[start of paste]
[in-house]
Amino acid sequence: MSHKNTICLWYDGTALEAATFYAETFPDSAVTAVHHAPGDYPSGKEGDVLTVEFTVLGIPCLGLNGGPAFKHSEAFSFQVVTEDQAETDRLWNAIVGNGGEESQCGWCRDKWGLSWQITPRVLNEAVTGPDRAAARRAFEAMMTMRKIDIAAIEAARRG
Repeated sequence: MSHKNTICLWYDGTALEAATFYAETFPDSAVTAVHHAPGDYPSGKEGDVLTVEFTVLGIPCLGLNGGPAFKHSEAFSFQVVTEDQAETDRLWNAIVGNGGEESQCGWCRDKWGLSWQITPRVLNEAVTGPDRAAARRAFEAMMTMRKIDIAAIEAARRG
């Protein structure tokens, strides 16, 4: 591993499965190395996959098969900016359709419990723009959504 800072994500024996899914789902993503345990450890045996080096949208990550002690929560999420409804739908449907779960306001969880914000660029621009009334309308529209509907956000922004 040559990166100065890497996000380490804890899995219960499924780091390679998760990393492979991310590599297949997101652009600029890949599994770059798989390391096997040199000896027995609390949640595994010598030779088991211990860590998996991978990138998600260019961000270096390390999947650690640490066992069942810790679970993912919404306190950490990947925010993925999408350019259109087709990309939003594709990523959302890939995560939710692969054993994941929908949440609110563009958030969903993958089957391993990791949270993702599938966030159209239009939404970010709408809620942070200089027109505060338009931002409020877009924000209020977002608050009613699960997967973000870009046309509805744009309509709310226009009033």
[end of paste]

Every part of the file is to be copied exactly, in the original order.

[in-house]
Amino acid sequence: MSHKNTICLWYDGTALEAATFYAETFPDSAVTAVHHAPGDYPSGKEGDVLTVEFTVLGIPCLGLNGGPAFKHSEAFSFQVVTEDQAETDRLWNAIVGNGGEESQCGWCRDKWGLSWQITPRVLNEAVTGPDRAAARRAFEAMMTMRKIDIAAIEAARRG
Repeated sequence: MSHKNTICLWYDGTALEAATFYAETFPDSAVTAVHHAPGDYPSGKEGDVLTVEFTVLGIPCLGLNGGPAFKHSEAFSFQVVTEDQAETDRLWNAIVGNGGEESQCGWCRDKWGLSWQITPRVLNEAVTGPDRAAARRAFEAMMTMRKIDIAAIEAARRG
């Protein structure tokens, strides 16, 4: 591993499965190395996959098969900016359709419990723009959504 800072994500024996899914789902993503345990450890045996080096949208990550002690929560999420409804739908449907779960306001969880914000660029621009009334309308529209509907956000922004 040559990166100065890497996000380490804890899995219960499924780091390679998760990393492979991310590599297949997101652009600029890949599994770059798989390391096997040199000896027995609390949640595994010598030779088991211990860590998996991978990138998600260019961000270096390390999947650690640490066992069942810790679970993912919404306190950490990947925010993925999408350019259109087709990309939003594709990523959302890939995560939710692969054993994941929908949440609110563009958030969903993958089957391993990791949270993702599938966030159209239009939404970010709408809620942070200089027109505060338009931002409020877009924000209020977002608050009613699960997967973000870009046309509805744009309509709310226009009033």